Personal Journeys with Gramma

Life adventures, inspiration and insight; shared in articles, advice, personal chats and pictures.

Boo!

Halloween, the Day of the Dead, the animated films COCO or SOUL—fall brings to mind ghosts and the afterlife. The prospect of stalking evil, including the undead, powers several popular TV series and movies that never seem to pass away but keep being remade with new victims, because people like to be scared by threats they can dismiss as not belonging in their own lives. Fright suits best when it happens to someone else. We use all manner of surgeries, cosmetics, and health regimens to help us avoid aging so we don’t have to consider the fact of dying. Some play Russian roulette with frequently fatal diseases, risks, or addictions to demonstrate their bravado. Even setting aside beliefs taught by religions (which we will do in this discussion), people don’t want to think about an eventuality some contend consists of “not being.”

As intrigued as TV viewers are with midnight ghost investigations (“What the hell WAS that?”), they push discussions of what an afterlife might look like out of their minds. Recent events suggest our society harbors many people who no longer believe there’s reckoning beyond death or are certain their church affiliation excuses them. They think they can act out with impunity. Ghosts are made of other dead people, so being virtuous is a waste of time. In contrast, survivors of NDEs (Near Death Experiences) often report undergoing life reviews early after their arrival on the Other Side. While popular views maintain life reviews result in reward or punishment, most NDEers recall reviews as their being forced to endure the emotions they evoked in others throughout their lives. What might have felt like an ordeal was made not punitive but educational as wise, loving guides led them through. Indeed, in place of traditional concepts of Hell, what you expect when you leave this life is what you get as an introduction to the afterlife, according to some sources. So if you know you’ve caused great harm in your life, you may manifest your own concept of punishment—complete with fire and brimstone—and sentence yourself to serve time until you finally realize you have options.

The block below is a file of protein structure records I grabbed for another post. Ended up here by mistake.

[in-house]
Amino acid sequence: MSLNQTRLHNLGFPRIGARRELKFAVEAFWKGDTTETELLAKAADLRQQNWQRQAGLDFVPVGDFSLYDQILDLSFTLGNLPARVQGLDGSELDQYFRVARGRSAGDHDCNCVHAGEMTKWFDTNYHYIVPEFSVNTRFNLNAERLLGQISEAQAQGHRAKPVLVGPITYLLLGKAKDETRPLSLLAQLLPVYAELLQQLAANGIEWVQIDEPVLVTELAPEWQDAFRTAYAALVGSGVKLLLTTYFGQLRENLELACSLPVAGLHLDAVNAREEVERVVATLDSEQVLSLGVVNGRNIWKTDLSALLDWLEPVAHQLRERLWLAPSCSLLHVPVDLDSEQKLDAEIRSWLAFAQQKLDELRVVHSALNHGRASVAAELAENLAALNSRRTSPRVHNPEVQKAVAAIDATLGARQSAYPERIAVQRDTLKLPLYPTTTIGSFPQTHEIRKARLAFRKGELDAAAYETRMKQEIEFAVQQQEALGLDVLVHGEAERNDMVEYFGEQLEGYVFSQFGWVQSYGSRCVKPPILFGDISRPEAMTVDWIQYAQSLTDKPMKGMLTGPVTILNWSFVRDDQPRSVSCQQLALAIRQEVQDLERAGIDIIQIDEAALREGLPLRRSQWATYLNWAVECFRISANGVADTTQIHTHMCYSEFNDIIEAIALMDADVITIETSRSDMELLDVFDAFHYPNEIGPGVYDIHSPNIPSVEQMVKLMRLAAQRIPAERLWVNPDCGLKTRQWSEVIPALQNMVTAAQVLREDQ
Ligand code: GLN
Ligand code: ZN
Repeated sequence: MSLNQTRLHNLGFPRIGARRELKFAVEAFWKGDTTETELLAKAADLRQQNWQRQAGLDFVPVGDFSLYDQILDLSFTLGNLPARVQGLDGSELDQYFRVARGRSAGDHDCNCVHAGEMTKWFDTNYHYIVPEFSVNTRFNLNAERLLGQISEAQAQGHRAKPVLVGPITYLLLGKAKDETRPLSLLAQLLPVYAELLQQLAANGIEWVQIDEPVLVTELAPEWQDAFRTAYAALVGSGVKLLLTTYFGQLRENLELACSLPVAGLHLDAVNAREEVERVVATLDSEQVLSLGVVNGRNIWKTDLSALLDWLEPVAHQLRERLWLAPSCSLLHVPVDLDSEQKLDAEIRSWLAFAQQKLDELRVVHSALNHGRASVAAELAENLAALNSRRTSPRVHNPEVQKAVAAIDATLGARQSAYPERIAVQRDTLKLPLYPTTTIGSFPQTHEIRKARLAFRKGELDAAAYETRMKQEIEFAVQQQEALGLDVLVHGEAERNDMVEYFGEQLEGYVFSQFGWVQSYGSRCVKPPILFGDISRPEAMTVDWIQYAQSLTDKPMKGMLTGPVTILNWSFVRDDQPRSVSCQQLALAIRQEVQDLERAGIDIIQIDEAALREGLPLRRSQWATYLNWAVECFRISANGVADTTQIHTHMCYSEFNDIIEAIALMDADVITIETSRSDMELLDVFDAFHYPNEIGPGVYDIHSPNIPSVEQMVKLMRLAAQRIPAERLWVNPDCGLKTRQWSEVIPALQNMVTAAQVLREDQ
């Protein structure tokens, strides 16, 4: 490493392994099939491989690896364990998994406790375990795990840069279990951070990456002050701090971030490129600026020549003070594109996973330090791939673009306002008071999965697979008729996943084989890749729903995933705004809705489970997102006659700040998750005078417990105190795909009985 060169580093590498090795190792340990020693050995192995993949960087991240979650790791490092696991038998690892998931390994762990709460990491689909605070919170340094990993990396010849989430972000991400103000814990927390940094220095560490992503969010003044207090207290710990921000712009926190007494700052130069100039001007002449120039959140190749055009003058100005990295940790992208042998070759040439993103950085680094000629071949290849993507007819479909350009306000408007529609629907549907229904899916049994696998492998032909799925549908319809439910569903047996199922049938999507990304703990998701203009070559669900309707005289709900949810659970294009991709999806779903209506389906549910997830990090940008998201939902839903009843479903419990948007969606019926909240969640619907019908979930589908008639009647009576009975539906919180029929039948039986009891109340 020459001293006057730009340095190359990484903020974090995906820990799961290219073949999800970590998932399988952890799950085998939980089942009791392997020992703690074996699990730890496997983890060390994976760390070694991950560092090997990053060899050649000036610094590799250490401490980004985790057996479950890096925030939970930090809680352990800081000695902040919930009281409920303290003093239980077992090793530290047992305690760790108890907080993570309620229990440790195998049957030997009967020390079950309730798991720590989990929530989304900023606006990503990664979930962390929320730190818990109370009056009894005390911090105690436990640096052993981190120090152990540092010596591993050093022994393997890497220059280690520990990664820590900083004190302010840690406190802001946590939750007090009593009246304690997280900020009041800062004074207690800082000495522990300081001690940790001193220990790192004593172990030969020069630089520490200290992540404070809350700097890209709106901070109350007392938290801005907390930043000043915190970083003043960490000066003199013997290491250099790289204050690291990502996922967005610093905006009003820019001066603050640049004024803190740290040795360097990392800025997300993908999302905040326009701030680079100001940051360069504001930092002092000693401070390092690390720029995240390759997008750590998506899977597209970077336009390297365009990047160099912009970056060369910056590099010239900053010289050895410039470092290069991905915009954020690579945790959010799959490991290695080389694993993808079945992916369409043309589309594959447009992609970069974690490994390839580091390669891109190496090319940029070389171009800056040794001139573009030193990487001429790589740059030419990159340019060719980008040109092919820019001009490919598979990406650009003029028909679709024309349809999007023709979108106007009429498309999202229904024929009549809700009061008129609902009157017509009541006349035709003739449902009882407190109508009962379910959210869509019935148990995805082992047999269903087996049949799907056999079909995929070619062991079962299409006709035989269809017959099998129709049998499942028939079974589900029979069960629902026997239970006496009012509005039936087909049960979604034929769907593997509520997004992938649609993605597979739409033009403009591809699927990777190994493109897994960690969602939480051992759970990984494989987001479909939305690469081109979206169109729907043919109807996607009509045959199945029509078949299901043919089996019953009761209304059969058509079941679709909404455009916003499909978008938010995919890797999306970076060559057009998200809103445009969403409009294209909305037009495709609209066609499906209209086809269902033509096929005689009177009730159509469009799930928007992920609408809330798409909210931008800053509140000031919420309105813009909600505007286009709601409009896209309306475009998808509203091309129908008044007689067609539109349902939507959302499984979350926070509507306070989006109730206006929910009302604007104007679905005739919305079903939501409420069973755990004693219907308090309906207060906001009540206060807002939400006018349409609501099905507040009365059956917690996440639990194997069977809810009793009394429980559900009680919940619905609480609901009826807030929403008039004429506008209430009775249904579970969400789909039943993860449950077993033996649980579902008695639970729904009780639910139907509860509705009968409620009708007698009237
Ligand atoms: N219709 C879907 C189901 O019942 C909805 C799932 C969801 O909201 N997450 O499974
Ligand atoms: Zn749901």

Theoretically, the afterlife is a jumping off place for learning. Some contend that the ghosts and demons we perceive on earth are formerly human spirits who chose not to pass to the greater reality. Afraid, overly attached, or too set in their evil to progress, they linger until they can be convinced to move on. (Free will remains central.) According to some who are able to delve deeply into the Other Side through past life regression, those especially evil/destructive souls who ignore opportunities to improve over more than one lifetime may eventually be disassembled to begin life again from the first spark. The goal for everyone is to progress in a positive direction, which is the reason they’re challenged by difficult physical lives on Earth. According to famous NDE survivor Anita Moorjani (DYING TO BE ME), the Other Side is a place of unconditional love for yourself and others, a model of joy.

Psychologists such as Brian Weiss (MANY LIVES, MANY MASTERS) or Michael Newton (JOURNEY OF SOULS) have written numerous books reflecting their experiences with patients they regressed with hypnosis to previous lives and even the period between lives to report that human souls are, indeed, immortal, so they are given as much time and as many lives in which to incarnate as they need to reach higher levels of consciousness. NDE researcher Debra Diamond (LIFE AFTER NEAR DEATH) concludes that higher consciousness is the only reality. Regardless of what you believe or reject, death is a fascinating mystery at any time of year…particularly when it’s happening to someone else.

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